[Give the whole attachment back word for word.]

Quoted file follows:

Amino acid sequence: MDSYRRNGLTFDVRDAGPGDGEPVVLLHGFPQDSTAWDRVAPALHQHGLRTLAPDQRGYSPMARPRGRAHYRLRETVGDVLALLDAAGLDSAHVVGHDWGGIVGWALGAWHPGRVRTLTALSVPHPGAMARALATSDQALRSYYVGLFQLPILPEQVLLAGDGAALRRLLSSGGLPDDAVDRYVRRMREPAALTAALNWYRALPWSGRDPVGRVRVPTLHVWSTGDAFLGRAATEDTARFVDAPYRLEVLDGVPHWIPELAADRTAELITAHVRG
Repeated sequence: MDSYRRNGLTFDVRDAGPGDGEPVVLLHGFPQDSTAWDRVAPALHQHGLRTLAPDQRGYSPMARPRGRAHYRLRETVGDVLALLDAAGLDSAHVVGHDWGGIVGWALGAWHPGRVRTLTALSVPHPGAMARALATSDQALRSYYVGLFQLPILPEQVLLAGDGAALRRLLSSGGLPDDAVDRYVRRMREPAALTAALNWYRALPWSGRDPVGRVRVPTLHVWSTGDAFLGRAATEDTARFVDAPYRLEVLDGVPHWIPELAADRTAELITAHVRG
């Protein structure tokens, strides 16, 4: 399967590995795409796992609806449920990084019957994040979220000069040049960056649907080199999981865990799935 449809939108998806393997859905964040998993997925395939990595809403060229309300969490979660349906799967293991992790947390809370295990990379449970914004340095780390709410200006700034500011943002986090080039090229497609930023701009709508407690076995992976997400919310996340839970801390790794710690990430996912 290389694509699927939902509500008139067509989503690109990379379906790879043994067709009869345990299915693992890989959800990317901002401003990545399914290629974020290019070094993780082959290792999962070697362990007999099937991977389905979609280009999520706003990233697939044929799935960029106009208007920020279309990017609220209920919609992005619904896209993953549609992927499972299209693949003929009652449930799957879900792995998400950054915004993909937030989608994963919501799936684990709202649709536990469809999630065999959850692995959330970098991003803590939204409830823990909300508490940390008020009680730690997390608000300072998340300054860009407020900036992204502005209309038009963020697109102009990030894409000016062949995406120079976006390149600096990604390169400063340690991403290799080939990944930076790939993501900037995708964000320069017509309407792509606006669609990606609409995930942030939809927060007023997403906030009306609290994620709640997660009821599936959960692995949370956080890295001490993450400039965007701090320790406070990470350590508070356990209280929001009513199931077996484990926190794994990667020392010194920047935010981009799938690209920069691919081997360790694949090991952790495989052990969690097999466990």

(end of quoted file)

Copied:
Amino acid sequence: MDSYRRNGLTFDVRDAGPGDGEPVVLLHGFPQDSTAWDRVAPALHQHGLRTLAPDQRGYSPMARPRGRAHYRLRETVGDVLALLDAAGLDSAHVVGHDWGGIVGWALGAWHPGRVRTLTALSVPHPGAMARALATSDQALRSYYVGLFQLPILPEQVLLAGDGAALRRLLSSGGLPDDAVDRYVRRMREPAALTAALNWYRALPWSGRDPVGRVRVPTLHVWSTGDAFLGRAATEDTARFVDAPYRLEVLDGVPHWIPELAADRTAELITAHVRG
Repeated sequence: MDSYRRNGLTFDVRDAGPGDGEPVVLLHGFPQDSTAWDRVAPALHQHGLRTLAPDQRGYSPMARPRGRAHYRLRETVGDVLALLDAAGLDSAHVVGHDWGGIVGWALGAWHPGRVRTLTALSVPHPGAMARALATSDQALRSYYVGLFQLPILPEQVLLAGDGAALRRLLSSGGLPDDAVDRYVRRMREPAALTAALNWYRALPWSGRDPVGRVRVPTLHVWSTGDAFLGRAATEDTARFVDAPYRLEVLDGVPHWIPELAADRTAELITAHVRG
């Protein structure tokens, strides 16, 4: 399967590995795409796992609806449920990084019957994040979220000069040049960056649907080199999981865990799935 449809939108998806393997859905964040998993997925395939990595809403060229309300969490979660349906799967293991992790947390809370295990990379449970914004340095780390709410200006700034500011943002986090080039090229497609930023701009709508407690076995992976997400919310996340839970801390790794710690990430996912 290389694509699927939902509500008139067509989503690109990379379906790879043994067709009869345990299915693992890989959800990317901002401003990545399914290629974020290019070094993780082959290792999962070697362990007999099937991977389905979609280009999520706003990233697939044929799935960029106009208007920020279309990017609220209920919609992005619904896209993953549609992927499972299209693949003929009652449930799957879900792995998400950054915004993909937030989608994963919501799936684990709202649709536990469809999630065999959850692995959330970098991003803590939204409830823990909300508490940390008020009680730690997390608000300072998340300054860009407020900036992204502005209309038009963020697109102009990030894409000016062949995406120079976006390149600096990604390169400063340690991403290799080939990944930076790939993501900037995708964000320069017509309407792509606006669609990606609409995930942030939809927060007023997403906030009306609290994620709640997660009821599936959960692995949370956080890295001490993450400039965007701090320790406070990470350590508070356990209280929001009513199931077996484990926190794994990667020392010194920047935010981009799938690209920069691919081997360790694949090991952790495989052990969690097999466990």